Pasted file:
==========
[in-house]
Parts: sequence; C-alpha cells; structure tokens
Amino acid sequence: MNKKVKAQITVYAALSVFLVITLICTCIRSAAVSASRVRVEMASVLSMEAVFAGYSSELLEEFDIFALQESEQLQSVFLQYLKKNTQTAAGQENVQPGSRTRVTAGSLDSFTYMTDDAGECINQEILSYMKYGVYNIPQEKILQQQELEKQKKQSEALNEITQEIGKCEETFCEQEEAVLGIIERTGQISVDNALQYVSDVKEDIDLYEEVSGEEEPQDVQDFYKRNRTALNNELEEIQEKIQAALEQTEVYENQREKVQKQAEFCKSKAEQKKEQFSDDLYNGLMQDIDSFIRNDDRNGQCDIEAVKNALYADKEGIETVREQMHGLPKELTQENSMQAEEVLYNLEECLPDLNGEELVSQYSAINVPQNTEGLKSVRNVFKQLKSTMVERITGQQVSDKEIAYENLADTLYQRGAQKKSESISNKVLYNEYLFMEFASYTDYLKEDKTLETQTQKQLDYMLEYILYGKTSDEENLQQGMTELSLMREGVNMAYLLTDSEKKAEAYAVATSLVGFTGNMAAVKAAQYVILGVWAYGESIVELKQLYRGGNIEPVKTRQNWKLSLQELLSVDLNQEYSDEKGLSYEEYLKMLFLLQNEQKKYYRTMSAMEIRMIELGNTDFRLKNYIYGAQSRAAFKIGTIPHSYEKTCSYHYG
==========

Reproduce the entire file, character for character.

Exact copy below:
[in-house]
Parts: sequence; C-alpha cells; structure tokens
Amino acid sequence: MNKKVKAQITVYAALSVFLVITLICTCIRSAAVSASRVRVEMASVLSMEAVFAGYSSELLEEFDIFALQESEQLQSVFLQYLKKNTQTAAGQENVQPGSRTRVTAGSLDSFTYMTDDAGECINQEILSYMKYGVYNIPQEKILQQQELEKQKKQSEALNEITQEIGKCEETFCEQEEAVLGIIERTGQISVDNALQYVSDVKEDIDLYEEVSGEEEPQDVQDFYKRNRTALNNELEEIQEKIQAALEQTEVYENQREKVQKQAEFCKSKAEQKKEQFSDDLYNGLMQDIDSFIRNDDRNGQCDIEAVKNALYADKEGIETVREQMHGLPKELTQENSMQAEEVLYNLEECLPDLNGEELVSQYSAINVPQNTEGLKSVRNVFKQLKSTMVERITGQQVSDKEIAYENLADTLYQRGAQKKSESISNKVLYNEYLFMEFASYTDYLKEDKTLETQTQKQLDYMLEYILYGKTSDEENLQQGMTELSLMREGVNMAYLLTDSEKKAEAYAVATSLVGFTGNMAAVKAAQYVILGVWAYGESIVELKQLYRGGNIEPVKTRQNWKLSLQELLSVDLNQEYSDEKGLSYEEYLKMLFLLQNEQKKYYRTMSAMEIRMIELGNTDFRLKNYIYGAQSRAAFKIGTIPHSYEKTCSYHYG